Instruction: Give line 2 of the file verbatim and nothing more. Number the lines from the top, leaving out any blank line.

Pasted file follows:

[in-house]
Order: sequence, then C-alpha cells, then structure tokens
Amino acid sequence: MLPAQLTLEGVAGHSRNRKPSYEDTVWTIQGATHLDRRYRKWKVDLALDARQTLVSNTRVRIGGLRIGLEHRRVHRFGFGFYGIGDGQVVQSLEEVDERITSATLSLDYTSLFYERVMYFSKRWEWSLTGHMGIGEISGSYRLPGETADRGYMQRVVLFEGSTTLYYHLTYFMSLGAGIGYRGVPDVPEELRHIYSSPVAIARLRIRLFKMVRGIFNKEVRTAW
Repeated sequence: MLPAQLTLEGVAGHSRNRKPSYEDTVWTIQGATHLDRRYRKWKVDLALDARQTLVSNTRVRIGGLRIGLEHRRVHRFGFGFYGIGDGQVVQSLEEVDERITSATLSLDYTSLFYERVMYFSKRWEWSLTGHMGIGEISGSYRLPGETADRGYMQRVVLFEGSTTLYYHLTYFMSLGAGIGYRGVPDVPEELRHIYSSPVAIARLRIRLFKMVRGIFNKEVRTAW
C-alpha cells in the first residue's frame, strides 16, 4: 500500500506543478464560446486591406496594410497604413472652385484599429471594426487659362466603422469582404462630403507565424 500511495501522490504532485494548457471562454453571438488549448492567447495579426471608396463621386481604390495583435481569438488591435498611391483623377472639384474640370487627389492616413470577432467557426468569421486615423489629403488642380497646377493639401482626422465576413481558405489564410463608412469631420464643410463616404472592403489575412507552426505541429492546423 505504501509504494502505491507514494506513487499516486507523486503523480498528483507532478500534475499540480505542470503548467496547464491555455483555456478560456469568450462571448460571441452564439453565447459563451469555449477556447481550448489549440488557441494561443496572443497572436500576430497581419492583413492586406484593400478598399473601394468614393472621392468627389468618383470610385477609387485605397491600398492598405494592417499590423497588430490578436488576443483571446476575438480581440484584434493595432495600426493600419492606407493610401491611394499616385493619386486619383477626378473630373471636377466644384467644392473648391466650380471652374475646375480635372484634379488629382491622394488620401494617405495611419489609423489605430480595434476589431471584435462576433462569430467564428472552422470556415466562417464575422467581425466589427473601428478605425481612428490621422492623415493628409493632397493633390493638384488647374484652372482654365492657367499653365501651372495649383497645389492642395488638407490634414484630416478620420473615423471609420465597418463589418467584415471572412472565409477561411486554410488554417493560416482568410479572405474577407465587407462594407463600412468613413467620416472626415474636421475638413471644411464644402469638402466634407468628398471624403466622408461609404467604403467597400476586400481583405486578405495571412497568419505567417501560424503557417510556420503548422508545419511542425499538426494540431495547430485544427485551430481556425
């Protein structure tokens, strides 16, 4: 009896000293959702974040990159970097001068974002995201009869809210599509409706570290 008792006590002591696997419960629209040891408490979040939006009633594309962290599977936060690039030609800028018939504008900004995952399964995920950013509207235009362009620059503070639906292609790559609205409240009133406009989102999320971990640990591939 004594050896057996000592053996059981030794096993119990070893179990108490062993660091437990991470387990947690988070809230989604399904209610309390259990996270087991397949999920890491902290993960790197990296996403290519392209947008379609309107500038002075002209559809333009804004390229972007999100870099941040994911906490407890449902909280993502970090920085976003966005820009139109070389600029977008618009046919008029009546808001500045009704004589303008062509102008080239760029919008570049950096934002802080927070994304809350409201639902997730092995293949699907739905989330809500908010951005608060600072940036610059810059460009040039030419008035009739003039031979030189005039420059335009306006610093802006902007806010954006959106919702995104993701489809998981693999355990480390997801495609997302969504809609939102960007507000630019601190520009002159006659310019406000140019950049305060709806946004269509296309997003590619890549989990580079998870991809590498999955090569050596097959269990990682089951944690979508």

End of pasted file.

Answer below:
Order: sequence, then C-alpha cells, then structure tokens